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How Violin Rentals Generally Work

“How Violin Rentals Work

The option to rent an instrument makes sense in a variety of circumstances. Understanding the variables should help players decide what’s right for them.

Note: The following article explains how violin rentals “generally” work throughout the industry. The information does not necessarily apply to Benning Violins’ own instrumental rental program and policies.

To rent or to buy a violin? This is the question parents of violin students generally ask. The answer depends on a number of factors, not the least of which is how enthusiastically the student embraces their musicianship. But simply knowing how it works should help the parent sort through their options.

First, if your student violinist is …

Very young and therefore small in stature. As violins come in eight sizes, enabling even very young children to study the instrument, it makes little sense to purchase the smallest of sizes unless you are very confident the small stringed instrument will be used by other, subsequent children. The three smallest sizes – 1/10, 1/8 and ¼ -- should be rentals while the 1/2 and larger instruments might be worth purchasing.

Just beginning. There are beginners who are 3 years old and others age 30 and 60 and even later (fyi, studying an instrument is recommended as a way to prevent cognitive decline). It’s reasonable to rent in the first year at least to determine if the interest in playing will endure – at which time a purchase might make more sense.

Experienced enough to appreciate good tone. Rental instruments are sometimes of a lesser quality than what the student wants. Higher quality, fine stringed instruments are easier to play. As musical proficiency increases, so too does the need for a better instrument, quite likely one he or she owns.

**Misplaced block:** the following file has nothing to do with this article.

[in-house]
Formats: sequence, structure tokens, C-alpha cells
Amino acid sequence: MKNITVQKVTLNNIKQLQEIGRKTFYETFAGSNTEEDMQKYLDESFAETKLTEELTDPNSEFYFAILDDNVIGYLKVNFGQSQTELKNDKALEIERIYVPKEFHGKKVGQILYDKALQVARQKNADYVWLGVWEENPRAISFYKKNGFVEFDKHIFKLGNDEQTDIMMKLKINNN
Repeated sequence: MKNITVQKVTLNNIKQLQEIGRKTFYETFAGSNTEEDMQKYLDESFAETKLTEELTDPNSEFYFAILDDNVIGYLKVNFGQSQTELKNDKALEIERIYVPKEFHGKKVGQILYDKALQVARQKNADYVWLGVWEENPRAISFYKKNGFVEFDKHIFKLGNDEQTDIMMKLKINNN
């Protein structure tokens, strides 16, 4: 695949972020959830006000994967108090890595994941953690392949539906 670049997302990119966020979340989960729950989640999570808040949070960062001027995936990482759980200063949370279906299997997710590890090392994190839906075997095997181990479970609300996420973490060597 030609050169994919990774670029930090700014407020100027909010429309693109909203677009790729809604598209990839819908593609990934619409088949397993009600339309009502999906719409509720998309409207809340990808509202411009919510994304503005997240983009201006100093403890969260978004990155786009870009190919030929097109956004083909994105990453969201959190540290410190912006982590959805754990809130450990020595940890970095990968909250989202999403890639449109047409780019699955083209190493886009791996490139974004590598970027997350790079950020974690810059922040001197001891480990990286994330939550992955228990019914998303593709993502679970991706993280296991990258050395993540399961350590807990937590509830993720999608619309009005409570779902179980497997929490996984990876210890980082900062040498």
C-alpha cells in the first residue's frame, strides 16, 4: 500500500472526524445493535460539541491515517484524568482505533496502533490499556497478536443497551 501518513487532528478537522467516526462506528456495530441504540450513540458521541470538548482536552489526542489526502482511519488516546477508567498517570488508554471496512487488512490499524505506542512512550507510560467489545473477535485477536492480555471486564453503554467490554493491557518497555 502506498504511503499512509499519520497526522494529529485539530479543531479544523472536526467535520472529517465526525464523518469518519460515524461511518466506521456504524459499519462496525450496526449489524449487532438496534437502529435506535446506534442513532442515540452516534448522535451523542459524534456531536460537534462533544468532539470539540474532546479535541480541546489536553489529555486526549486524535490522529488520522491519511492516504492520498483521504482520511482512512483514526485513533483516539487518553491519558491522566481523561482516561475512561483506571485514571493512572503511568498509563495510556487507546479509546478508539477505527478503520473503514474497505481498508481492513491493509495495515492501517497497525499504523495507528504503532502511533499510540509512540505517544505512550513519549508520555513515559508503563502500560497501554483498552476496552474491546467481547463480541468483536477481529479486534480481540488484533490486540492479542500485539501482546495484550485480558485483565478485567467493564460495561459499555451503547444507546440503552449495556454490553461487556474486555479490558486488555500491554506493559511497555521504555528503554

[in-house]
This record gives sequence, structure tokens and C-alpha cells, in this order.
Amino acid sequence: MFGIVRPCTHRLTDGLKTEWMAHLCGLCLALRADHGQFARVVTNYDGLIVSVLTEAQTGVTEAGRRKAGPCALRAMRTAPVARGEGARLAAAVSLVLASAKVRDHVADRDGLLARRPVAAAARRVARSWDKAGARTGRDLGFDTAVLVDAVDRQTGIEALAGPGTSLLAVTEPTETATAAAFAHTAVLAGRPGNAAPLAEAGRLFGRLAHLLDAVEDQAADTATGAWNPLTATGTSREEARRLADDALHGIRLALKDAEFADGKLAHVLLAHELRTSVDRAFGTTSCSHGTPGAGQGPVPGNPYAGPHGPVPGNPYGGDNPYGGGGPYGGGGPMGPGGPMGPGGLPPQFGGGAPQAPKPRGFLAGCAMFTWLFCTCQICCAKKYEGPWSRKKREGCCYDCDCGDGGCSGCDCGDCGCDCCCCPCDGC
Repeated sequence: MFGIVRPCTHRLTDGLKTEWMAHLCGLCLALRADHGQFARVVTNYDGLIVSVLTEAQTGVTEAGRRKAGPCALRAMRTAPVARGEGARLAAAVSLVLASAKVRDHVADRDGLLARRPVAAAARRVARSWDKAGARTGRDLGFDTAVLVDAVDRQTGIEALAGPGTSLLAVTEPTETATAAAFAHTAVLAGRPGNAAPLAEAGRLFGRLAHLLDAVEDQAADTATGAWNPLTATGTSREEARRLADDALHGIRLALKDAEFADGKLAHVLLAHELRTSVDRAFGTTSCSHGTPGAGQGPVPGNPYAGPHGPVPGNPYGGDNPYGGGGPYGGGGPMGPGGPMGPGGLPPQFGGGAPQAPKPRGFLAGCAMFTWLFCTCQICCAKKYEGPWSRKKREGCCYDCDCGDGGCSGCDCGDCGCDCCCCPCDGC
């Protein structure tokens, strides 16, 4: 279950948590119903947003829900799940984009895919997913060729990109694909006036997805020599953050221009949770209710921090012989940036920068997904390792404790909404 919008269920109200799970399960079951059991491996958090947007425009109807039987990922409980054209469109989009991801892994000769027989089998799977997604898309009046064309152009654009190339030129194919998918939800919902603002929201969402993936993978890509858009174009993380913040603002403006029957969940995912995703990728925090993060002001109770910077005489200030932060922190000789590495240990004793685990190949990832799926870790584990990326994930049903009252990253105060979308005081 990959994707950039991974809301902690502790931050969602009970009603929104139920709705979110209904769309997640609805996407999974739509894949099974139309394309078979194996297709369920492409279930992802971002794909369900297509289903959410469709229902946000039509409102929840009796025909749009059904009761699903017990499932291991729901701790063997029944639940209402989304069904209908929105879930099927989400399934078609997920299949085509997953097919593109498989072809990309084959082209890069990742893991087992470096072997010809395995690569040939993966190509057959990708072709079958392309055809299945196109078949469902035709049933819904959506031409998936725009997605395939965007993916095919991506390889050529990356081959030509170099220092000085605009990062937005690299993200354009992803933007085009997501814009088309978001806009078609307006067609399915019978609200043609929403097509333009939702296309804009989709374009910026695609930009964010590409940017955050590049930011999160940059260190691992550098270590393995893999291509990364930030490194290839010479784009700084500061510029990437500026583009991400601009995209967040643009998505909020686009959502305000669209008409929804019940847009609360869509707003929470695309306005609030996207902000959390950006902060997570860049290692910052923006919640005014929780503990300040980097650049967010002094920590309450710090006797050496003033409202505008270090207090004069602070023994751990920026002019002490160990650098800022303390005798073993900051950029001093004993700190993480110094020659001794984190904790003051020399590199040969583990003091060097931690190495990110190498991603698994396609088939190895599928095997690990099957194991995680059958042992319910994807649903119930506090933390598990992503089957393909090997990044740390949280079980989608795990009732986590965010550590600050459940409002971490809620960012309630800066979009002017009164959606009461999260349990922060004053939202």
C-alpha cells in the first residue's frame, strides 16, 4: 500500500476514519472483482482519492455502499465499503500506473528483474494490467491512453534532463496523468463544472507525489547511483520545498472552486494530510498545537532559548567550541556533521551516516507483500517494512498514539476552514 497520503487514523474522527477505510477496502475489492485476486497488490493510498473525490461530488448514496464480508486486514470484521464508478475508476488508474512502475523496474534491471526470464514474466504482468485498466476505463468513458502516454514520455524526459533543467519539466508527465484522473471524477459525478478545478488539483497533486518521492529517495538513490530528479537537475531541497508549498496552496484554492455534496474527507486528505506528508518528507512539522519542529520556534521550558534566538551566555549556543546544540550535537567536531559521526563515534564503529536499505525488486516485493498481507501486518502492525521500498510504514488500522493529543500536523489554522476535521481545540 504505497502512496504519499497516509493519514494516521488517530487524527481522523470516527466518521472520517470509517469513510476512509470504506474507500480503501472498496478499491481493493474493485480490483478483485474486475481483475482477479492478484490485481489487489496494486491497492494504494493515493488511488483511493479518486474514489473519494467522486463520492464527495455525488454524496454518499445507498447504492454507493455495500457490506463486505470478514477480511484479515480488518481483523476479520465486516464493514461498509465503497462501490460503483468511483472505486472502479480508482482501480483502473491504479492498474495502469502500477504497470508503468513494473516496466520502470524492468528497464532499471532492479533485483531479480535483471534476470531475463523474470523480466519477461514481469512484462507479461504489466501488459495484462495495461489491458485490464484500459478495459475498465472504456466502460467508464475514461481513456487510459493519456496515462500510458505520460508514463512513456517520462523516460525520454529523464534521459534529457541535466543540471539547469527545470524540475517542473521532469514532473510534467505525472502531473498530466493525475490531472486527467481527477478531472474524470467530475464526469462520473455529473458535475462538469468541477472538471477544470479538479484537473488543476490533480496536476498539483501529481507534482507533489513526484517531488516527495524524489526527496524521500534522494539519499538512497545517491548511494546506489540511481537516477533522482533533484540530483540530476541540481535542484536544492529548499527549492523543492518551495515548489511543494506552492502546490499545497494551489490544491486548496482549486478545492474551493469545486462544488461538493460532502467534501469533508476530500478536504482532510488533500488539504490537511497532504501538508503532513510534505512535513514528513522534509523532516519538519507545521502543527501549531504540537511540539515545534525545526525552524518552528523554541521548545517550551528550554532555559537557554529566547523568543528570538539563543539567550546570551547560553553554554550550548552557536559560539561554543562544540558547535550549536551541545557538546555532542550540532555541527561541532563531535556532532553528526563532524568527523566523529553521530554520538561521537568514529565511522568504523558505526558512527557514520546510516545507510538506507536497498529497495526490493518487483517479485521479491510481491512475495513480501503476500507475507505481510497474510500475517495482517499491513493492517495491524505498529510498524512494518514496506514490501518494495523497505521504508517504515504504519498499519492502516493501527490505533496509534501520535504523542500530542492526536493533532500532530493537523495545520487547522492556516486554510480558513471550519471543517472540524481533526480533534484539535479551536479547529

Second, understand the variables of violin rentals …

Renting costs include instrument rental, instrument set up, and insuranceThis might be $50 or more per month ($600 per year), however that balances against what insurance and maintenance (string replacement, for example) costs would be with an owned instrument. With rental instruments string replacement is usually included.

You can rent-to-own. Some stringed instrument shops will allow you to accumulate credit toward a purchase of a violin, a cello, or viola with monthly rental payments. It’s a good option for people who think ownership is a distinct possibility, but most violinmakers will not treat it the same as monthly payments on credit. Rather, it will more likely come with limitations, such as how value from rental fees will not exceed 50% of the value/price of the instrument.

Renting to own can be a smart plan for growing children, as it allows an accumulation of money as the child’s needs a larger instrument (the rented instrument is not necessarily what ends up being owned).

Rental instruments are sometimes poorly maintained. As with rental cars, it’s a “buyer (renter) beware” situation. The fact that stringed instruments are subject to changes in humidity, or may have been mishandled by a previous renter, suggests that the instrumentalist renting a violin should work with a trusted local violin shop with a good reputation. That dealer, typically a skilled luthier, would provide a thorough examination of the instrument to ensure it was in optimal condition.

Sometimes a purchase is just not affordable. At the lowest end a violin can cost as little as $100 – but the student who shows talent and enthusiasm might expect to spend ten times as much (and much, much more if the child progresses to serious study). If a family cannot afford that a rental instrument might make sense until the resources can be mustered to buy it (the rent-to-own option may or may not be available).

So there is no “right” or “wrong” to renting. It all has to with the circumstances of the student and his or her family.

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